Many people believe that pleasure is what life is all about. A famous beer commercial tells its listeners to "Go for the gusto." Solomon tried various different ways to bring pleasure to himself. Though some of the ways could destroy a person's mind, Solomon stated that through it all, he managed to keep his wisdom.
The first thing that Solomon tried was mirth. We would call it silliness today. Mirth is when you make a joke out of everything you come across. In a sense, Solomon became the town fool or the local joker. Solomon's conclusion was that all he got from it was a lot of happy noise. There was no substance to it. Once you stopped being silly, it was gone. There was no change, no improvement, no value to living as a fool.
Next, Solomon tried wine. For this discussion, I think we can include all mind altering chemicals. Alcohol and other drugs are physical ways of forcing pleasure. However, it is a deceptive pleasure (Prov. 20:1). You think you are having fun, but it is with things that would not be fun at all if you were sober. Alcohol and drugs cause errors in judgment (Isa. 28:1-3,7,8; Prov. 31:4-7). Under the influence of a drug, you make mistakes and never realize the error. Drugs also lower your moral standards (Hab. 2:15; Gen. 9:20-23). Drugs are a poison, not only physically, but also spiritually (Prov. 23:29-35).
Then Solomon turned to work (I Kings 7:1-12). Working brings two types of pleasure: the pleasure of doing something with our own hands and the pleasure of the plush life that it allows us to lead. Our society is plagued with people we joking refer to as "work-aholics," people who are seemingly addicted to working. In our society, we do not work for our necessities, but for our desires (Lk. 12:13-34). This is not to say that all work is bad, but work is not an end to itself (Eph. 4:28; I Thess. 4:11-12, II Thess. 3:10).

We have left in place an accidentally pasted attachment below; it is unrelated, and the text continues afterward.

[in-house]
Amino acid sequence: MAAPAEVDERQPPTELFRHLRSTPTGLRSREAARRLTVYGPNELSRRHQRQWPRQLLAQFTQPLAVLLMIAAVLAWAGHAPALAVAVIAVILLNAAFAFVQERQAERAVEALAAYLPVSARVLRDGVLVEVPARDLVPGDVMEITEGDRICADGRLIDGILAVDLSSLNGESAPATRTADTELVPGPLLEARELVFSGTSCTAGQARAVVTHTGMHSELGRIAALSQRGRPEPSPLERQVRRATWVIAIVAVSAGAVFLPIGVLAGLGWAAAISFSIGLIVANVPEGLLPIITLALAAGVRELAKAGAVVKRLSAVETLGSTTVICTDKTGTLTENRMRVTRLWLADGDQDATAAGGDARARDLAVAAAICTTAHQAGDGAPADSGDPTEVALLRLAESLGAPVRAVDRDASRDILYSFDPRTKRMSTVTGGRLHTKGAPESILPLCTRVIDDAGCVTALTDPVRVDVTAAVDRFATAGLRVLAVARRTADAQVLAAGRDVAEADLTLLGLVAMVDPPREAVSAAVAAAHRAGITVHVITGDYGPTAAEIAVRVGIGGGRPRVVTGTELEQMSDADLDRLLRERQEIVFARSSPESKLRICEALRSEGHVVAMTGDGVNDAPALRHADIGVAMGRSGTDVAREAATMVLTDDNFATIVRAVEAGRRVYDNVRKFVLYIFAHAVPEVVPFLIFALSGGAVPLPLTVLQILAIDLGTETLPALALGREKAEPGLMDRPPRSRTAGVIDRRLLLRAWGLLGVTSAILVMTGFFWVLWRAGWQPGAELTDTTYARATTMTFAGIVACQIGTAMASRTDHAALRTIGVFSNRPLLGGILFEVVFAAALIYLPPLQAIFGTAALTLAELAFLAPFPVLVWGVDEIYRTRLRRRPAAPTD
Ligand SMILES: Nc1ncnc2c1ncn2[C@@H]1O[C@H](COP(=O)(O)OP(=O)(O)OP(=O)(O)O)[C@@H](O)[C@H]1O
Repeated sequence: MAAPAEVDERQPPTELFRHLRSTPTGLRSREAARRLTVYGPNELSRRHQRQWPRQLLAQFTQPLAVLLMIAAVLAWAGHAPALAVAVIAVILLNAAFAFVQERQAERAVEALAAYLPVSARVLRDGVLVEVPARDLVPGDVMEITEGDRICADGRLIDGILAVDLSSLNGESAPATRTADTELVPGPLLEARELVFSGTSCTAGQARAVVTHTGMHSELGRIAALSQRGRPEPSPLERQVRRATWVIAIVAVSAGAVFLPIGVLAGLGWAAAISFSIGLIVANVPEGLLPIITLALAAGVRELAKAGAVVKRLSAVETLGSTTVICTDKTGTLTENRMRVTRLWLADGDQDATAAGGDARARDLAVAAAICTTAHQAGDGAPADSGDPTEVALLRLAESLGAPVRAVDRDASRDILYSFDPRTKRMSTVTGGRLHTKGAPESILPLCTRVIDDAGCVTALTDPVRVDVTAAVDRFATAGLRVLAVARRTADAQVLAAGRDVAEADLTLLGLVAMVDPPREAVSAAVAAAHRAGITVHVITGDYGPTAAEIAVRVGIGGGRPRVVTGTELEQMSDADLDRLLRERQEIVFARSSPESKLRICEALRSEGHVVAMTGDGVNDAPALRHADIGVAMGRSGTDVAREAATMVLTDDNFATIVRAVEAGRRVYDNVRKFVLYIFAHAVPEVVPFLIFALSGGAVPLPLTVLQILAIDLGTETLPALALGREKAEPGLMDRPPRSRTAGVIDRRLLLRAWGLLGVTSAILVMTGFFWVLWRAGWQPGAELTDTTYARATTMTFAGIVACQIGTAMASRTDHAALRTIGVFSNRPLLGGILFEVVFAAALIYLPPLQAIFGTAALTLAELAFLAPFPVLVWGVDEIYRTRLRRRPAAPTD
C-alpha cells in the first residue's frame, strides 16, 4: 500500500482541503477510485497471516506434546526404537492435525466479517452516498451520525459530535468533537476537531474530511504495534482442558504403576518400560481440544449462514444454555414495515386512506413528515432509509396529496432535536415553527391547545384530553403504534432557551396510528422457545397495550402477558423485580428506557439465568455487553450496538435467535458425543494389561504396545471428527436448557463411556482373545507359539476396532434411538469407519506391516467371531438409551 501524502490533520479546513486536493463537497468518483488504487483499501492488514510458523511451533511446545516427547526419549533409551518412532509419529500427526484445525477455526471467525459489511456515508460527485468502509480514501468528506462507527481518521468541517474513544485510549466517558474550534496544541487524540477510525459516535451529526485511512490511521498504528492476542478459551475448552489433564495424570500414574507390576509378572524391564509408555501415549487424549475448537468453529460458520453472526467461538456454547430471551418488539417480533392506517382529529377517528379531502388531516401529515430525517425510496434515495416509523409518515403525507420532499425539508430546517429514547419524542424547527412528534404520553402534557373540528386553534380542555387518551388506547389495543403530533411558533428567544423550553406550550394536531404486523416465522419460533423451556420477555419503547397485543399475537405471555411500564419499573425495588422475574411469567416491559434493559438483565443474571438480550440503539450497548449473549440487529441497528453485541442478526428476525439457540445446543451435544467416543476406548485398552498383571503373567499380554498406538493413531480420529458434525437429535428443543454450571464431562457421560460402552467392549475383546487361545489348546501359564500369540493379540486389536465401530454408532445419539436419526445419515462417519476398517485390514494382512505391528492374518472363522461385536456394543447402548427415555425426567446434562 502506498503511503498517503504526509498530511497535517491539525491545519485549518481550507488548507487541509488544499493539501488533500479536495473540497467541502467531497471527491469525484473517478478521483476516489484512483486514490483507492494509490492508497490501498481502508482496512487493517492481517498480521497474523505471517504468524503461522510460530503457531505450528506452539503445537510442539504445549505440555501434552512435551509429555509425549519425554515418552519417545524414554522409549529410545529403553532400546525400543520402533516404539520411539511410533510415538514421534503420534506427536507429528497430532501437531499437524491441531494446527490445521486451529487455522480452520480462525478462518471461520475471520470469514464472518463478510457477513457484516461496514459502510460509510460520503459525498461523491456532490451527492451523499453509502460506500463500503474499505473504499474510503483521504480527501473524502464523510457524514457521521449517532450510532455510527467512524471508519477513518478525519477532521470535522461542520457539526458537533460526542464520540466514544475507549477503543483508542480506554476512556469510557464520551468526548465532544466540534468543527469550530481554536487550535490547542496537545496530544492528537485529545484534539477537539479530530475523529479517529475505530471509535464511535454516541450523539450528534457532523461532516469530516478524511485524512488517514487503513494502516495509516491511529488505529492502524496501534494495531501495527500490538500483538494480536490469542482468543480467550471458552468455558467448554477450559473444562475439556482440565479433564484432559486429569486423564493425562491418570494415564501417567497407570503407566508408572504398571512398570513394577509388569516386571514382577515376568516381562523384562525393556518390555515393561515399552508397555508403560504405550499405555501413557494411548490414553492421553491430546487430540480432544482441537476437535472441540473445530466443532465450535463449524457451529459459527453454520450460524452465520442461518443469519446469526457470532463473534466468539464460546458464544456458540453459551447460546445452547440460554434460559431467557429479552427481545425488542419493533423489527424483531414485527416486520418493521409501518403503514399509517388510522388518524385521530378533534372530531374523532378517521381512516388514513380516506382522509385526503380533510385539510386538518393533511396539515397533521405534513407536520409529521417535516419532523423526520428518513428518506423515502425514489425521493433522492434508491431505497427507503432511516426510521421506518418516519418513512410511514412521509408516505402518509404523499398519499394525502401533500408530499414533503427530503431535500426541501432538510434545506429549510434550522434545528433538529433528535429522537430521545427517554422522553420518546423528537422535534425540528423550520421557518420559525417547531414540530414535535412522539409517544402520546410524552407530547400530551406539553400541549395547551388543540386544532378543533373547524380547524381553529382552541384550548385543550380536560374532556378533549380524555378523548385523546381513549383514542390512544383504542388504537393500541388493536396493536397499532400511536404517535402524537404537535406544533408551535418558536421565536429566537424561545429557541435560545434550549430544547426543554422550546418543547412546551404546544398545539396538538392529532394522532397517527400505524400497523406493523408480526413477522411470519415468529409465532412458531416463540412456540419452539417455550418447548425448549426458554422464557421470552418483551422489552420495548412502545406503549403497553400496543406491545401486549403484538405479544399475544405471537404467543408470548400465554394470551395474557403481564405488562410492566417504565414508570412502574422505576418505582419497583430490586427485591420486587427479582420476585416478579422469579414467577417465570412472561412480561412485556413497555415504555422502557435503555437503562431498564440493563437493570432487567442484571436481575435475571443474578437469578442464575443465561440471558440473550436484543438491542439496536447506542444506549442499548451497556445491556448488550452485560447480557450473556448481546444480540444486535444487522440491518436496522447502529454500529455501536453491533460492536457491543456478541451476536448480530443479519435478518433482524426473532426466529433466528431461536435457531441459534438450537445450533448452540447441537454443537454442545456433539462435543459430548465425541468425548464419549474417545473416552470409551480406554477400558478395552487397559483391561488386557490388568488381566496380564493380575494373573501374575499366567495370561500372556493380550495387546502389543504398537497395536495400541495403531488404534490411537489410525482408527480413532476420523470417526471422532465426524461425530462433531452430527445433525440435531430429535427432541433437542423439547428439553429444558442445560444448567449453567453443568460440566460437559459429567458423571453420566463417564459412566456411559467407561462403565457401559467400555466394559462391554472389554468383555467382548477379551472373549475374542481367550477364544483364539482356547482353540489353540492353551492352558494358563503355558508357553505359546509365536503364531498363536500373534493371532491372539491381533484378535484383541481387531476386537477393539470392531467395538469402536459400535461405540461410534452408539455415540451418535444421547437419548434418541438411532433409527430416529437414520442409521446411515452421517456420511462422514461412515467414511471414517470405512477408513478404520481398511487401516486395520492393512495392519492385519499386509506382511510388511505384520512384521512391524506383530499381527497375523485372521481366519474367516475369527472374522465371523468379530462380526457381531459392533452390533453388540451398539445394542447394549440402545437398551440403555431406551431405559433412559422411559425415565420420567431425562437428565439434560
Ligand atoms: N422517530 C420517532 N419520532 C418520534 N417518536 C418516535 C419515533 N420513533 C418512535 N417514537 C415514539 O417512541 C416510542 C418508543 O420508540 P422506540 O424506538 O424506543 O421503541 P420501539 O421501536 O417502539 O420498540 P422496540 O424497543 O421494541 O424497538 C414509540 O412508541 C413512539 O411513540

Many people desire the "good life," and Solomon tried this as well. He gathered to himself servants, vast herds, and enormous wealth. Solomon had the ultimate "good life." He even wrapped himself up in music. Young people in every generation find music an appealing form of pleasure and Solomon sampled this as well.
However, when all was said and done Solomon made these observations: 1) They were fun while they lasted, but that is all there was to it. 2) Once you stop, the pleasure does not continue. 3) There is no profit, no gain, no improvement to living a life of pleasure.
1) Dancing is another thing people do to have pleasure. Is dancing approved or condemned by God? Using Solomon's criteria, would dancing be worthwhile?
2) What are some other things people do for pleasure? Can we say that this is what life is all about?